Shipwrecked on the coast of North Carolina, his companions killed, Tatton Chantry is alone& #8212; and ready for action. In the old world he fought wars, skirmishes, duels. Now, in the wilderness of America, this swashbuckling hero takes up against pirates, Spanish fortune seekers, savage Indians. Aided by a beautiful Peruvian woman, he braves the fierce challenges of the New World& #8212; always, like a true Chantry, with his expert hand on the hilt on his faithful silver sword.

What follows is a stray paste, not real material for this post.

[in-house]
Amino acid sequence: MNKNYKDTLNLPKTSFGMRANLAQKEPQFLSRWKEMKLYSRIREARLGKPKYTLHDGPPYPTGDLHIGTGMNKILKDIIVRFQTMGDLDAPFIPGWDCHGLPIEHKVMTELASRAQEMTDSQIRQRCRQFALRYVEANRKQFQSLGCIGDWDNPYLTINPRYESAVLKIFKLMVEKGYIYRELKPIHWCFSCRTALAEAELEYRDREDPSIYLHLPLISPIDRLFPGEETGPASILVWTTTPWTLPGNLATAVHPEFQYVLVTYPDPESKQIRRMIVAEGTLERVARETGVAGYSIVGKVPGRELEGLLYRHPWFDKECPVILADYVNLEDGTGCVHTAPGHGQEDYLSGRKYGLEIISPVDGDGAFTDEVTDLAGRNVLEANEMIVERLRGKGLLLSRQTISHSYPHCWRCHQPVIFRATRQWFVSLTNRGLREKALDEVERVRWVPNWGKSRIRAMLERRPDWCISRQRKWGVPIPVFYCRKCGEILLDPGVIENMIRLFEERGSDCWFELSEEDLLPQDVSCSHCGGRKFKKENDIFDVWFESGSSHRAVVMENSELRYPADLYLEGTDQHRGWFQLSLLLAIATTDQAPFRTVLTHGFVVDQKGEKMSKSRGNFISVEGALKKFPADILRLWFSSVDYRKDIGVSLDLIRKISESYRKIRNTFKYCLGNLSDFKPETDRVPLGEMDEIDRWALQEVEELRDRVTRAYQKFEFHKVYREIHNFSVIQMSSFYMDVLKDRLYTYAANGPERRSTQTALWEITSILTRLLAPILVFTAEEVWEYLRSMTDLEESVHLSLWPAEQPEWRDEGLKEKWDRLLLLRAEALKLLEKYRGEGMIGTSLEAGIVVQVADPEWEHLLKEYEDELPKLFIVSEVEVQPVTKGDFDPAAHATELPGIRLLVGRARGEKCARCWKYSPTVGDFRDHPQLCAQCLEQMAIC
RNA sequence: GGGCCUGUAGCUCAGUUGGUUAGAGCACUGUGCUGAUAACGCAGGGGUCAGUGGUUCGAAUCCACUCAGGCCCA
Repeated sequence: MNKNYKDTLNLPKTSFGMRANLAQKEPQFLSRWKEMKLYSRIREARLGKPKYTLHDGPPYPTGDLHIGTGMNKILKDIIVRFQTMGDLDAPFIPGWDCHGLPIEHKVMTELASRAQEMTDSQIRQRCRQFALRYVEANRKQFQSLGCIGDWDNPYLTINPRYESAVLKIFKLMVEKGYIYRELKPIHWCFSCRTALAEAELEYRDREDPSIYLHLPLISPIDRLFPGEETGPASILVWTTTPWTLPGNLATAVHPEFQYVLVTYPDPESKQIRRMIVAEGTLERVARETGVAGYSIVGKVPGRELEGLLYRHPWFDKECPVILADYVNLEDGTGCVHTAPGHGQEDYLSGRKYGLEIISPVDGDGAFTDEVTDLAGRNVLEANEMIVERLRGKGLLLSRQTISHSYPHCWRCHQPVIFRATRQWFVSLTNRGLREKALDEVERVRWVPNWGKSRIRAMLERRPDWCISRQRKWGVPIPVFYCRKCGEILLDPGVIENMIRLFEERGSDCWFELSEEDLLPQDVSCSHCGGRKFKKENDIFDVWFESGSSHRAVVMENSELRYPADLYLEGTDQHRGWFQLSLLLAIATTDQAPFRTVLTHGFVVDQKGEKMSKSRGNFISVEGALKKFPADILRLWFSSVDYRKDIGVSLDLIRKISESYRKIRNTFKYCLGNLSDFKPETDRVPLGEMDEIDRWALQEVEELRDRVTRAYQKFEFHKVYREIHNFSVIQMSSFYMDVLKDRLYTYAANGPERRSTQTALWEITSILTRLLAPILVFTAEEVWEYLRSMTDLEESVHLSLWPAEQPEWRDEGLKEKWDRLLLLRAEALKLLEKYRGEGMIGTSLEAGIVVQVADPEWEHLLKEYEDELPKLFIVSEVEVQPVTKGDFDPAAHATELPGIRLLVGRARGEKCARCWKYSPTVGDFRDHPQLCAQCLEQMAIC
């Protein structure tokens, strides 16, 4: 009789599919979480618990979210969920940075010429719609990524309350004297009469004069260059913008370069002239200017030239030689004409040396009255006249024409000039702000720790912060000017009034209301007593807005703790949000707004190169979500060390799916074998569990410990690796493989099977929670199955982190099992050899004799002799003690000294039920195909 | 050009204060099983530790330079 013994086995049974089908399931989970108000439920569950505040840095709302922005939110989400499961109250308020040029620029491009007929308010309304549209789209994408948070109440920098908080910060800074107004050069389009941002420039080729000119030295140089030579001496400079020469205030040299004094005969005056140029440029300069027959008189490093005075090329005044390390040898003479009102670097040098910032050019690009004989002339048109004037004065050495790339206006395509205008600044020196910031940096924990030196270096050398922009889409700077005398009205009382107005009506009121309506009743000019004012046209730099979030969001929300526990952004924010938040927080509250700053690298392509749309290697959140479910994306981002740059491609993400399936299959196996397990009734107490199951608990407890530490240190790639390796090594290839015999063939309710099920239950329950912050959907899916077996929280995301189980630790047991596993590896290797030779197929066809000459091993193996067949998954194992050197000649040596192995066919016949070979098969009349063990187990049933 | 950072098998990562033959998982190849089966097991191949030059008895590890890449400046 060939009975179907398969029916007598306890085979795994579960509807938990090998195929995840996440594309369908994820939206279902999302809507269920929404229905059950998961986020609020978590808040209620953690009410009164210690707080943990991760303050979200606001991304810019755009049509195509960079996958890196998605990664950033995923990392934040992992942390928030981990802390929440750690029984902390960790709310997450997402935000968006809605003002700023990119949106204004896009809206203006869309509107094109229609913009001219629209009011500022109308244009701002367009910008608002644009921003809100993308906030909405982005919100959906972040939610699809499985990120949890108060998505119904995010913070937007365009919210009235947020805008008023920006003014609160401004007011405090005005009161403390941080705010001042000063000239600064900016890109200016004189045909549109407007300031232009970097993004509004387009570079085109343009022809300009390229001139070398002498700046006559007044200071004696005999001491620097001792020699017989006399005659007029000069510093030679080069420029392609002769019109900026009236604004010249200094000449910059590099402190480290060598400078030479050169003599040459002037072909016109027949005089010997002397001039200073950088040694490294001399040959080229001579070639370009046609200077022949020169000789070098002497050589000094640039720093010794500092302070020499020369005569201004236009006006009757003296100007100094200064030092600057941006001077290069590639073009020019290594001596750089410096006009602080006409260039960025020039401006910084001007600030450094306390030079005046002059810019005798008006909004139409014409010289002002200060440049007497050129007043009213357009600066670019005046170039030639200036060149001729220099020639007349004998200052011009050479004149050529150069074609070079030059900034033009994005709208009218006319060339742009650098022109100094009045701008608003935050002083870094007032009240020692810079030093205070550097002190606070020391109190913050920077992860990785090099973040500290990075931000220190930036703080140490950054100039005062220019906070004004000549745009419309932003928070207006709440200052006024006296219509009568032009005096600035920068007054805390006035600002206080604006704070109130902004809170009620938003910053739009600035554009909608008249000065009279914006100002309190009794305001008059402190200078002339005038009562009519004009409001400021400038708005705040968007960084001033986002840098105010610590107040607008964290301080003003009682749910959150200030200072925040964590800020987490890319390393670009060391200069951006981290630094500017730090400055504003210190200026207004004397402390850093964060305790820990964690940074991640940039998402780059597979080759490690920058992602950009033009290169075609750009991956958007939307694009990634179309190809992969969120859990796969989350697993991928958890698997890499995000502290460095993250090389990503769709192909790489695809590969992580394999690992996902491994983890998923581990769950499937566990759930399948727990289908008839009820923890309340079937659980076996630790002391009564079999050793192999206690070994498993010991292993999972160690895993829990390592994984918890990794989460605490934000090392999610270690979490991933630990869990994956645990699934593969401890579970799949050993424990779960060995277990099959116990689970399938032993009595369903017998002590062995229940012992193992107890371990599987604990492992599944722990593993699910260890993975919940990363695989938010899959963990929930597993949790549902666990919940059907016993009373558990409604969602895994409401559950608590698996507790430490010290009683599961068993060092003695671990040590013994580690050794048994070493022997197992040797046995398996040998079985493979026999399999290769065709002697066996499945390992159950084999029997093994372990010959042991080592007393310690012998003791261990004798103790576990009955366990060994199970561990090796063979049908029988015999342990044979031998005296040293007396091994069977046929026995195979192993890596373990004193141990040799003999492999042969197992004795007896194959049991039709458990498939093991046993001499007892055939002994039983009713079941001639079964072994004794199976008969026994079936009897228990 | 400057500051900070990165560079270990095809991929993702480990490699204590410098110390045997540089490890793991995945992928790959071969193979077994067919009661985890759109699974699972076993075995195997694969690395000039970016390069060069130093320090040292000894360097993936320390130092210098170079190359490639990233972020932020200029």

L'Amour is no longer happy with mere tales of gunslingers, and so his westerns have shaded gradually into historical romance and swordplay east of the Mississippi - and this is the earliest panel in his vast mural romance about the settling of the New World. Tatton Chantry, whose descendants are already familiar to this series' readers, lands on a North Carolina shore, alone, shipwrecked, and beset by savages, He throws in with some equally lost Spanish noblemen, meets the lovely Guadalupe Romana, a Spanish lady raised among the Peruvians who has the mysticism of the Andes locked into her gaze. The novel goes into a long flashback, carrying Chantry from his noble childhood as a wellborn Irishman driven into exile, through his apprenticeships in London as a swordsman and soldier. Captured at sea by the Spanish Armada, he fights and loves throughout Spain and in several European wars, returning to London after having won a gift horse from Henry of Navarre. Then he's off to make his fortune in the New World, where we hear tell of some strange, occult-y doings: "There is in the world a secret group, a society, if you will, of men of similar experience and ideas. It is old, older than any other, older than even any religion we now know. It is a society that crosses all boundaries, all lands and all seas. . . . " That sure is a far cry from "I doan like the color of yore eyes, varmint!" (Kirkus Reviews)